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Get Your Salon On, Enlightenment Style
Long before salons were a mecca of hair care products, swanky swivel chairs, and cosmetology services with mysterious and complicated names, the salon (beginning in the sixteenth century in Europe) was a hot spot for philosophical debates, intellectual discussions and general confabs of all sorts and traditionally—and quite exclusively—hosted by women in their homes. Not that all of this couldn’t happen in a modern-day salon, it definitely could, just most likely with a reduced amount of royal swag like crowns, tulle, or swords festooned with the family crest.
Etymological history points to the idea that the word salon first appeared in French in 1664 during what was named le Grand Siècle, although it might have been something of a surprise for the French that their word could actually derive from the Italian word salone or sala, referring to the spacious reception halls of Italian villas and mansions. More than a century before some of the most sought-after French salons appeared on the scene, the Italians had settled down for some serious metaphysical natter and nibbles with local and foreign nobles. In the mid-1400s, Giovanna Dandolo, wife of the Doge in Venice and a generous patron of the arts, was well known for her gatherings of artists. Around the 1550s, Italian poet, philosopher and famed courtesan Tullia d’Aragona showed everyone that you didn’t have to be a Medici princess to throw a festive salon party (but then it probably didn’t hurt either).
It wasn’t until the early 1600s that French salons came more into prominence and given some of the disparities between founding salon dates in these two frequently-competing countries, if the expression “to beat someone to the punch” had existed back then, the salon situation between Italy vs. France could be a good illustration of this phrase. (More recently, in the 2006 World Cup final against the French, Italians were ecstatic when Gli Azzurri, their national soccer team, incarnated this expression by beating ancient rivals Les Bleus in a fierce penalty shootout 5-3 after a 1-1 draw and with France playing with only 10 players on the field.)
In Paris in 1607, the Marquise de Rambouillet opened her celebrated salon near the Louvre and in 1652, one of her habitués, prolific writer Mademoiselle de Scudéry opened her own rival salon in the Marais where she crafted the art of classic rhetoric. Famously satirized by Moliere in two of his plays, Mademoiselle de Scudéry—along with many other brilliant women—was part of a larger movement of women writers and women with literary aspirations called les bas bleus, the bluestockings. Theirs was a fascinating, complex, intellectually vibrant and sometimes controversial group and although it might not always have been considered a compliment to be a part of their group for numerous reasons that could be deliberated in at least one more month’s column if not more, the blue stockings were a vital part of the growth of and enthusiasm for the larger literary world.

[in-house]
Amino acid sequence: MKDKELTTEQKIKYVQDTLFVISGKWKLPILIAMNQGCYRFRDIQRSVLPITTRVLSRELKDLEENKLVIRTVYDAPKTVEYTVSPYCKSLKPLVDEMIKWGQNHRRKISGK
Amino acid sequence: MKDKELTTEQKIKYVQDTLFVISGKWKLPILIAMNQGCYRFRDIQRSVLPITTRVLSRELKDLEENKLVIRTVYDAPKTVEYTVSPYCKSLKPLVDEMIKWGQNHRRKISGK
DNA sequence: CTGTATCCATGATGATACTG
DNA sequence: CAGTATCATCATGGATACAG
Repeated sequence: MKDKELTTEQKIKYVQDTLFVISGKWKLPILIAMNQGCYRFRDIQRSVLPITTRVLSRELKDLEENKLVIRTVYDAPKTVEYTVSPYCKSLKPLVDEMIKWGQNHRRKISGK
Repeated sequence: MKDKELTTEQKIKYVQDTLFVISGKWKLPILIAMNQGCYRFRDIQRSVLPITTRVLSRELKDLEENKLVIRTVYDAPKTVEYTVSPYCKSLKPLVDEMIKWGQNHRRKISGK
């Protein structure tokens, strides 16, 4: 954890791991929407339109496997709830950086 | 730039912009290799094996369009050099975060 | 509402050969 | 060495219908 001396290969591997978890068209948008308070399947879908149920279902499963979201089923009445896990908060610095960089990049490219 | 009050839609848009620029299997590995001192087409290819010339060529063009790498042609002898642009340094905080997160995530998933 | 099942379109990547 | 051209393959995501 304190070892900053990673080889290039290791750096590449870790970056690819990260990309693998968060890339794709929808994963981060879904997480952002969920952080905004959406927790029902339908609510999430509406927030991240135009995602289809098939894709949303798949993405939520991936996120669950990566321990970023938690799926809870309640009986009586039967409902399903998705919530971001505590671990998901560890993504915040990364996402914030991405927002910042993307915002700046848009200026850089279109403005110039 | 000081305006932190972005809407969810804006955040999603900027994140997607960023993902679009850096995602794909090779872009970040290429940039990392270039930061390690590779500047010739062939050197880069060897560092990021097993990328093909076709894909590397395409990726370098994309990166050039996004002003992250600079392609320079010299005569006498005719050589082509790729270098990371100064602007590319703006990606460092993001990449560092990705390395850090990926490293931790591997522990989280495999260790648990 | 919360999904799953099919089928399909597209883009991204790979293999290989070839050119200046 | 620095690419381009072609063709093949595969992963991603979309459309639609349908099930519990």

And although salons were run almost entirely by women, both men and women took part—from pretenders to the throne to philosophers like Voltaire to the inimitable letter writer Madame de Sévigné. Throughout the eighteenth century, there were over twenty-five well-respected and fashionable salons, mostly located in Paris. This included one hosted by Madame de Staël who duly noted, “One must chose in life between boredom and suffering,” and in between these slightly gloomy options, you could choose to check out or start up your own local salon. Starting a conversation doesn’t cost much, it can be done anywhere and you don’t need snazzy blue stockings, a custom-designed drawing room or an advanced degree in ancient philosophy to take part—just a couple friends, a little bit of inclination and a few chairs.
Heather Hartley is Paris editor at Tin House and the author of Knock Knock and Adult Swim (forthcoming), both from Carnegie Mellon University Press. Her poems, essays and interviews have appeared in or on PBS NewsHour, The Guardian, and The Literary Review, among others. She has presented writers at Shakespeare & Company Bookshop’s weekly reading series and lives in Paris.